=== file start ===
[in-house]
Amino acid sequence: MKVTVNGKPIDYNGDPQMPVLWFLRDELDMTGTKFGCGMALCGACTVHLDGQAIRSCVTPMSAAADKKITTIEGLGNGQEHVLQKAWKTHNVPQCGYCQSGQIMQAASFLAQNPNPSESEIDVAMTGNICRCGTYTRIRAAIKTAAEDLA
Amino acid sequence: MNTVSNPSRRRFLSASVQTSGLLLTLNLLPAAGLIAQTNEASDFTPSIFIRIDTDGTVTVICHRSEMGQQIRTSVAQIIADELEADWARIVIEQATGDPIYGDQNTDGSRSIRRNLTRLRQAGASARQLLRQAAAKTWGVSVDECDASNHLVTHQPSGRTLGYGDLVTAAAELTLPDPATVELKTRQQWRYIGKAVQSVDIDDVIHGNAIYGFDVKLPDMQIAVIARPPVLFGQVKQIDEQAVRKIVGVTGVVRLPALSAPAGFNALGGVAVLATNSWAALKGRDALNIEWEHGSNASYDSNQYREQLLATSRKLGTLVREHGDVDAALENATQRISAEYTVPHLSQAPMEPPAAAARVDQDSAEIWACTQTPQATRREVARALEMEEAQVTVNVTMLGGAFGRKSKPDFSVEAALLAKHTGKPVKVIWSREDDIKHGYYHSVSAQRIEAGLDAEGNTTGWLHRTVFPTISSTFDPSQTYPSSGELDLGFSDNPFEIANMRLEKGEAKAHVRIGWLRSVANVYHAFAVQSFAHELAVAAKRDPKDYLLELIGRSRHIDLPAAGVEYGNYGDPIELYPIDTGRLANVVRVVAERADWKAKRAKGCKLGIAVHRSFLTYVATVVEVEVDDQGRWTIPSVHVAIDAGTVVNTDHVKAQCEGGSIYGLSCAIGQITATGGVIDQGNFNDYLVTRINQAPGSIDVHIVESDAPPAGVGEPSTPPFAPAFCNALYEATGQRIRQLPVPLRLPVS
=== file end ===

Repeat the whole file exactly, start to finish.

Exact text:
[in-house]
Amino acid sequence: MKVTVNGKPIDYNGDPQMPVLWFLRDELDMTGTKFGCGMALCGACTVHLDGQAIRSCVTPMSAAADKKITTIEGLGNGQEHVLQKAWKTHNVPQCGYCQSGQIMQAASFLAQNPNPSESEIDVAMTGNICRCGTYTRIRAAIKTAAEDLA
Amino acid sequence: MNTVSNPSRRRFLSASVQTSGLLLTLNLLPAAGLIAQTNEASDFTPSIFIRIDTDGTVTVICHRSEMGQQIRTSVAQIIADELEADWARIVIEQATGDPIYGDQNTDGSRSIRRNLTRLRQAGASARQLLRQAAAKTWGVSVDECDASNHLVTHQPSGRTLGYGDLVTAAAELTLPDPATVELKTRQQWRYIGKAVQSVDIDDVIHGNAIYGFDVKLPDMQIAVIARPPVLFGQVKQIDEQAVRKIVGVTGVVRLPALSAPAGFNALGGVAVLATNSWAALKGRDALNIEWEHGSNASYDSNQYREQLLATSRKLGTLVREHGDVDAALENATQRISAEYTVPHLSQAPMEPPAAAARVDQDSAEIWACTQTPQATRREVARALEMEEAQVTVNVTMLGGAFGRKSKPDFSVEAALLAKHTGKPVKVIWSREDDIKHGYYHSVSAQRIEAGLDAEGNTTGWLHRTVFPTISSTFDPSQTYPSSGELDLGFSDNPFEIANMRLEKGEAKAHVRIGWLRSVANVYHAFAVQSFAHELAVAAKRDPKDYLLELIGRSRHIDLPAAGVEYGNYGDPIELYPIDTGRLANVVRVVAERADWKAKRAKGCKLGIAVHRSFLTYVATVVEVEVDDQGRWTIPSVHVAIDAGTVVNTDHVKAQCEGGSIYGLSCAIGQITATGGVIDQGNFNDYLVTRINQAPGSIDVHIVESDAPPAGVGEPSTPPFAPAFCNALYEATGQRIRQLPVPLRLPVS